The footnote of Matthew is worth considering in the light of this.  Matthew completes this sermon picking up in verse 28 saying … “And it came to pass, when Jesus had ended these sayings, the people were astonished at his doctrine: [verse 29] For he taught them as one having authority, and not as the scribes.”  The people were astonished.  Are you?  Are you ready to consider that your common sense is worth nothing, as is your judgment?  Your salvation will be based on neither of these things.  You cannot doctrine your way into heaven.  No set amount of reading will ever be enough.  No set amount of praying, or rituals of when you pray, or what you say will ever be enough.  You must build upon Jesus alone.  You must submit your wisdom to His, trust His judgment not your own.  You must be transformed completely from who you are, to who He wants you to be.  You will love others, not judge them, nor condemn them.  You will instead lure them to Jesus, as Jesus lured you to Him, not with threats of punishment but with the wonder of living without the pain of sin, and the death sin brings.
Not just an eternal life, but a life worth living every moment from now till eternity.  This is what Jesus offers you.  Not just at the end of the rainbow, but in the here and now.  He offers you admittance into the Kingdom of God as a toddler bound to play with our Daddy, until Daddy brings us home with Him.  Jesus offers you to take the burdens from you, that you were never supposed to be carrying.  The burdens of survival, the burdens of removing sins, the burdens of thinking you had to do it all, or at least some portion of it.  You don’t.  Jesus will.  All Jesus needs, is for you to begin letting Him.  That is a promise you can test, and find He is faithful behind it.  For this Sermon was not just some random set of words by a random preacher.  It was taught by one having authority.  He was teaching subjects He knew about, for He is God and was God, and ever will be our God.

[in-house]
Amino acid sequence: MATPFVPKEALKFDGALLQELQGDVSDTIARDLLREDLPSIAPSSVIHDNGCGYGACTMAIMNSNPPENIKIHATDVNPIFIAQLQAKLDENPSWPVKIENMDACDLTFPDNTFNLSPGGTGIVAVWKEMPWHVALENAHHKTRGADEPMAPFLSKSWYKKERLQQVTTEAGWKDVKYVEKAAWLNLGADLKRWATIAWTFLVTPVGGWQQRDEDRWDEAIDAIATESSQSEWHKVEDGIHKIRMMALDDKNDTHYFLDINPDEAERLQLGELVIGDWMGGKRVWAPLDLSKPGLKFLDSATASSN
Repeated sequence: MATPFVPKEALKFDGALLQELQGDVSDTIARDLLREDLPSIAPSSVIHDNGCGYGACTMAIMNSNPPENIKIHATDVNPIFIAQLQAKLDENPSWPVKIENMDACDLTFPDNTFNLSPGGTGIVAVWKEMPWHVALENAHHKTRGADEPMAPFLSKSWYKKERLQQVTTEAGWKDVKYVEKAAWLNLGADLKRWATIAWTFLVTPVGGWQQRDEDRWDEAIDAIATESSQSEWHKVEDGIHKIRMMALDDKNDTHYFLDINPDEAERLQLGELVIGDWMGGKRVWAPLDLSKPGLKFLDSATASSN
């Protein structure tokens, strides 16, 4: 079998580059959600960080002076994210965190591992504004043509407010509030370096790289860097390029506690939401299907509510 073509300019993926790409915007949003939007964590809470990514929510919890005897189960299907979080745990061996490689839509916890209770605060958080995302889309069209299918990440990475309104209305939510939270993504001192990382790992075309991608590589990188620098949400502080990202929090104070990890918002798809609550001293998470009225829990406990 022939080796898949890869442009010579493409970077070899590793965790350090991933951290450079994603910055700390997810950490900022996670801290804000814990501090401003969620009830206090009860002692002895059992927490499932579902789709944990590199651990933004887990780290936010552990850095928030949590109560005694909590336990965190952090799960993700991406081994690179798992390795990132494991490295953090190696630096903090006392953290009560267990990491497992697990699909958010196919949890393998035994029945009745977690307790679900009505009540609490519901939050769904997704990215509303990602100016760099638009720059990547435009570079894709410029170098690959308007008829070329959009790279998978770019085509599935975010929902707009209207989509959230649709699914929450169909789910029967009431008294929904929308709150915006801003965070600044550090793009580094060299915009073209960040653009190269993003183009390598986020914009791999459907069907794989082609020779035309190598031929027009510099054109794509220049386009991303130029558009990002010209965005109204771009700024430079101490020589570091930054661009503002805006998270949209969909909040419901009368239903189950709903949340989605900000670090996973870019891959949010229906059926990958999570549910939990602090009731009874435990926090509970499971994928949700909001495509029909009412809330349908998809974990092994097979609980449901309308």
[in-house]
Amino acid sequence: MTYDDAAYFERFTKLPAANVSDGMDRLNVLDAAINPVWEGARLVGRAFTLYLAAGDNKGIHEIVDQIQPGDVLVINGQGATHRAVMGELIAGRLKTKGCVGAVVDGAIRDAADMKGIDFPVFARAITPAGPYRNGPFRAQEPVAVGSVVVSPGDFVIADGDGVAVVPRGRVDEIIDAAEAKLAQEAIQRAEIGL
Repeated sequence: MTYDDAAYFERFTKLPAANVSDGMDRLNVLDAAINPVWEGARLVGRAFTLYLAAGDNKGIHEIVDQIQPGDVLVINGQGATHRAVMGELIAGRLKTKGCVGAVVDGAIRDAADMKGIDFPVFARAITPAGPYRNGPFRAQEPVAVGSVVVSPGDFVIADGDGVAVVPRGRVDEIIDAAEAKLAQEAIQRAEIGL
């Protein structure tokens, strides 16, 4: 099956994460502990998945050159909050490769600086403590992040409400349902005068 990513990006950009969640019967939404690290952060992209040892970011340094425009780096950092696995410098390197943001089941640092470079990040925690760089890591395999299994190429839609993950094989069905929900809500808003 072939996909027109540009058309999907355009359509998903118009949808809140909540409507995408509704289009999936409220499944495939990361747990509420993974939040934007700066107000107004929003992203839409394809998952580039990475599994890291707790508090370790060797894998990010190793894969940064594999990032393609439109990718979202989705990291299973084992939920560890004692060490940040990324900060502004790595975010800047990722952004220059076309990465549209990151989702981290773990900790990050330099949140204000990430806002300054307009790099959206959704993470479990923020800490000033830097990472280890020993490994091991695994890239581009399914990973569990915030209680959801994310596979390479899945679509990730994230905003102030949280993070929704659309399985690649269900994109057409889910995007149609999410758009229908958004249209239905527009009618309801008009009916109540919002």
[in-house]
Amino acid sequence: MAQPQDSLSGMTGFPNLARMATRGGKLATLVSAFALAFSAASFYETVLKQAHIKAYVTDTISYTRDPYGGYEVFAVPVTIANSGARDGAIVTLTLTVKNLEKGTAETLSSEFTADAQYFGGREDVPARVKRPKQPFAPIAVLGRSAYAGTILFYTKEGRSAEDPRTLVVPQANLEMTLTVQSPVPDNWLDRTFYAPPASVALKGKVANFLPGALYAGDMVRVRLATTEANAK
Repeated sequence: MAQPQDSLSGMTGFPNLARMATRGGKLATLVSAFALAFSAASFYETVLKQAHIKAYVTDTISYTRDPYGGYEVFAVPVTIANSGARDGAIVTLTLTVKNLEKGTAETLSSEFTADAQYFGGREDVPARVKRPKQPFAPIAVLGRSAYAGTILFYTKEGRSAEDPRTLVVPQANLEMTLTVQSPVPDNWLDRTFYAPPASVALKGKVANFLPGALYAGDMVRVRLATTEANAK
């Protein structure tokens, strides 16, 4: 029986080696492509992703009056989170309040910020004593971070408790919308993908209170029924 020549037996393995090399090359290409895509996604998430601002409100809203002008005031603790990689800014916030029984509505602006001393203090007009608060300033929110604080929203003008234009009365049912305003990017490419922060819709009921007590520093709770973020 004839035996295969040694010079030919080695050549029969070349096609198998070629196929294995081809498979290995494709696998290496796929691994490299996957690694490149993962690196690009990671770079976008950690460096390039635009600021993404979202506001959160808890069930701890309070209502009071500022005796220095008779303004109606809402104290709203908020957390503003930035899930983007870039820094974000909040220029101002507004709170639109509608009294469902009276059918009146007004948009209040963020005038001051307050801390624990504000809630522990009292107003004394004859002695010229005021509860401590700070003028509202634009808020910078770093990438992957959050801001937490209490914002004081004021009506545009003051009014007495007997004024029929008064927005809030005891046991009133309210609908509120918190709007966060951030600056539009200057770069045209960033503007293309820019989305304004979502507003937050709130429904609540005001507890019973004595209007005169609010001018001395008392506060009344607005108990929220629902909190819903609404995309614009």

Common sense would deny us what faith alone can bring.  Common sense would keep us bound to sin, and living half-lives that are barely worth getting up in the mornings to face.  We are bound for radical transformation, that can happen in the here and now, as we learn to base our lives upon a Rock that does not change, yet remains perfectly relevant every day of our lives.  Faith in things that do not make sense, Faith in things that have no upper limit, Faith would see us live an infinite life with infinite possibilities, that is what Jesus offers.  Only a fool would reject it.  Only a fool would choose the failure of themselves, over the perfection Jesus can instill.  Our ability to change does not have to be confined with what we have seen in ourselves.  For the reason behind what we can change to become is not grounded in us, but rooted and grounded in the foundation of Jesus Christ.  That is the difference.  A radical change.  A radical transformation brought about within us, by something that is outside of us.
It does not matter if others have not done it.  It does not matter if we will be the first.  It does not matter if we cannot truly understand the how of how it works.  It only matters that we do allow Jesus to do what Jesus wants to do within each of us.  And we are given the freedom to love others, and let Jesus save them too.  In His own way, in His own time, Jesus will, Jesus must save them too, or they like us, will never be saved.  There is only one way to find this kind of transformation, this kind of path to perfection, it only comes through Jesus Christ.  It is not a threatening statement, it is a statement of cause and effect.  It is a statement of truth.  There is only one gift of salvation on the table from one God.  All others are counterfeits founded in the sand of self.  Let us not be foolish, but wise.  Let us pick up the gift, and cherish it.
And this Sermon had reached its end.